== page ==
The coronavirus has thrown the world into a maelstrom. Beyond the obvious and terrible health impacts, the world economy and political landscape are set to be turned upside down.
Media are in many ways first and foremost to be affected. Journalists bravely continue to cover events despite risks to their own health and that of their families. Meanwhile, media organizations may need to redefine the very basics of how they work and survive.
So far events have been the most visible part to go — Spice Beta in Chiang Mai, the International Journalism Festival in Perugia — one by one the fixtures of the global media event calendar have been postponed or cancelled.
Aside from the losses in networking and new ideas that typically come out of such events, this will deal a significant blow to budgets. Whilst media that solely rely on events are rare (although they exist), many mid to large outlets generate between 10% to 40% of annual revenues from organized gatherings.
[There’s some interesting experimentation happening in online events – such as Splice Low-Res organized by Poland’s Outriders and Singapore’s Splice Beta, but it’s unlikely to be the scale solution we are looking for]
In the short-term, the drop in events revenues will be balanced out by higher ad revenues — with half the rich world in quarantine and panicked traffic has been high.
That isn’t much of a blessing, though. For one, ad spending is already dropping — New York Times CEO has already announced an expected 10% drop in ad revenue in just the first quarter of 2020. Moreover, savvy marketing directors will likely stay away from media filled with pestilence and death (with some exceptions, of course — hand sanitizer is booming and advertised everywhere).
More promising is reader revenue, particularly given the spirit of mutual support and generosity born out of the crisis.
The Local, a network of websites that tailor to expat communities across western Europe has seen a jump in subscriptions (its main revenue sources, together with ads), recently saw a bump in reader payments.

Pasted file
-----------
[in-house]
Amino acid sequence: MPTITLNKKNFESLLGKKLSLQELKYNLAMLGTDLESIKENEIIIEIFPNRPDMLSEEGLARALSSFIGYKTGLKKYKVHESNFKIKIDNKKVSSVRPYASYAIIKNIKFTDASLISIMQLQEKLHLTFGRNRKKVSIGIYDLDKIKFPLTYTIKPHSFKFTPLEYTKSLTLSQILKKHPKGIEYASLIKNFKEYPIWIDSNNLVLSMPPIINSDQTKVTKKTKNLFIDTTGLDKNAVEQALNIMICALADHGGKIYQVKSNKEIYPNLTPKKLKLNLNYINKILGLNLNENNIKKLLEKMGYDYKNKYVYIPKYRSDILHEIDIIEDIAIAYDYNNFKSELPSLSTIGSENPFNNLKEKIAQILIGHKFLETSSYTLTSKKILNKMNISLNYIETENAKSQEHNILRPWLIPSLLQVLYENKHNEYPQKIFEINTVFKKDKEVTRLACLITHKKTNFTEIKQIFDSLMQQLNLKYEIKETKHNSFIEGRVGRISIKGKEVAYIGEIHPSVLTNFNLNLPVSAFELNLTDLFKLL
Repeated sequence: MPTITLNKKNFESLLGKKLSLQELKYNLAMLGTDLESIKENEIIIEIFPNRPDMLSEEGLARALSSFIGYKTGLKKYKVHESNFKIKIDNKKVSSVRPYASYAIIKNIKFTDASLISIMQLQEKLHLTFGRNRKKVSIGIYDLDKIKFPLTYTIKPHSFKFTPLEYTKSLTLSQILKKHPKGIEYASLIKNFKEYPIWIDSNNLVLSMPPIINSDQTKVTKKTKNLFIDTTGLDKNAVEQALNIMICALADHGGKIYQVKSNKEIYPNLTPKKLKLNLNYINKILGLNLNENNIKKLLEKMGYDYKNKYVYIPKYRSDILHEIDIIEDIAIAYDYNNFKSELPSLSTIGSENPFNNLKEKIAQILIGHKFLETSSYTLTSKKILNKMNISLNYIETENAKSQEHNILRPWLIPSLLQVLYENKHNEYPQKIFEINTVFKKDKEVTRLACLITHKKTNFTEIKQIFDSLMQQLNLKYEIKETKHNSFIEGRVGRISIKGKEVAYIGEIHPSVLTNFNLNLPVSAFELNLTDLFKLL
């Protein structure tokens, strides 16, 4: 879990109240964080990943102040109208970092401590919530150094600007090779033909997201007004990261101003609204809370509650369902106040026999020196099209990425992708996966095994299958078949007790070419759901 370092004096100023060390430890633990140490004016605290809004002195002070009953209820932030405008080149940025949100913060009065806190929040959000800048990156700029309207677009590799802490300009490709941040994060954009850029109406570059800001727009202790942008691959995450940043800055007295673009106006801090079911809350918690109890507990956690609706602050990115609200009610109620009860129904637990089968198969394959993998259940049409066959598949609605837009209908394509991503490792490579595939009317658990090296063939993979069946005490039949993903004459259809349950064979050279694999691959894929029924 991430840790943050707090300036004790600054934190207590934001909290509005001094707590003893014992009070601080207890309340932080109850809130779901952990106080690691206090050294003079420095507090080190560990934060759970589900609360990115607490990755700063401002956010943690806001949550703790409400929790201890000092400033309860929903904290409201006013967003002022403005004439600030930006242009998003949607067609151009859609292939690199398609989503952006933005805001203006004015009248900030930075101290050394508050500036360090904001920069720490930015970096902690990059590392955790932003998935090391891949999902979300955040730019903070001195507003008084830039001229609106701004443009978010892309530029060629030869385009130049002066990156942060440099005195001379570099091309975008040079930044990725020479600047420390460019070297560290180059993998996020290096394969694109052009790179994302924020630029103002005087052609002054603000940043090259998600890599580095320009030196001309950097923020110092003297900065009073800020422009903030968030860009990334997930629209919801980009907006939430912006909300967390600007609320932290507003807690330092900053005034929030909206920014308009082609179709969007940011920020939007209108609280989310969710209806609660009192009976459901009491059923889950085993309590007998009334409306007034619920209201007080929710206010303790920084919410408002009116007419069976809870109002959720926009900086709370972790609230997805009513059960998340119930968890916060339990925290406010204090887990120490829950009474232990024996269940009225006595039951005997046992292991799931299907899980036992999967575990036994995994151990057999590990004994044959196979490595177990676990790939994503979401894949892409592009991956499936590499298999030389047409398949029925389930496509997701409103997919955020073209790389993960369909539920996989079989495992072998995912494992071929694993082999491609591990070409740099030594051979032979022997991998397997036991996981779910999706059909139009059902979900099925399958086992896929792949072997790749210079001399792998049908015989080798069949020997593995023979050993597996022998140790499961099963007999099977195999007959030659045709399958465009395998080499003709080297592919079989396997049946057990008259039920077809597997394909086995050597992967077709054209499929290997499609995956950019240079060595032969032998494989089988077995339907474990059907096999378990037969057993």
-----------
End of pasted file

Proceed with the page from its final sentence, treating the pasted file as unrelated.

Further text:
“We now have 17,000 paying members – 15% more than 2 weeks ago,” co-founder James Savage tweeted on March 14. “This despite making all need-to-know information free online.”
Over the longer term things become more unpredictable. Consumption of media content is likely to stay high as people go stir-crazy in their office/ living rooms, but most health-related stories have been made free even by outlets with hard paywalls and substitutes loom large (from Twitter through Netflix and Twitch). Moreover, declining revenues will no doubt lead to many.
The question remains how long the current state of affairs will last: a few weeks, months, or over a year. So far most forecasts don’t look optimistic — a recent, undisclosed UK government assessment noted that the current situation will likely persist until Spring 2021.
But even a few months could have a lasting impact, experts warn.
“Once effective work-from-home policies are established, they are likely to stick,” Karen Harris, from global management consultancy Bain, told Bloomberg.
Like it or not, much of human life is moving online — and will probably stay there for a while. People will play games, read news, talk to their loved ones… all online.
The media’s job will be to provide that forum for people to recreate the parts of society that they are missing — using revenues from those readers to fund its work.
What that may look like is still unclear, but most likely it looks quite different from their format today, perhaps integrating remote working and social media tools to an even greater extent — one can imagine book clubs, e-sport sites or local jobs boards curated by local media outlets.
The challenge is great, as social media platforms and digital non-media competitors have both the technical talent and resources to outflank any initiatives launched by journalists, although there is a lot of social goodwill for news staff doing their jobs in times of crisis.
As a result, the ongoing shift towards a winner-takes-most world will likely persist, with smaller, poorer newsrooms less likely to adapt. But that vision is not necessarily as dark as some experts paint it.
One of the key reasons for media business structural unprofitability is the fact that barriers to entry have been so incredibly low, meaning anyone with 20 euros could set up a site and launch their own outlet — carving up audiences and ad revenues into tiny, unsustainable slivers.
Increased organizational and digital capacity raises the barriers to entry, meaning that finally some media might be able to find audiences that they can capitalize off of — and invest that surplus into creating new products or services.
Similarly, media need champions who can accumulate wealth and take on the social media platforms — not a litany of weak organizations incapable of making their voices heard.
All this isn’t necessarily much comfort for local media already struggling, particularly those serving overlooked or poorer communities who won’t be able to contribute to their community publication.
In a very darkly darwinian twist, communities who cannot come together online will likely not survive the times of the coronavirus.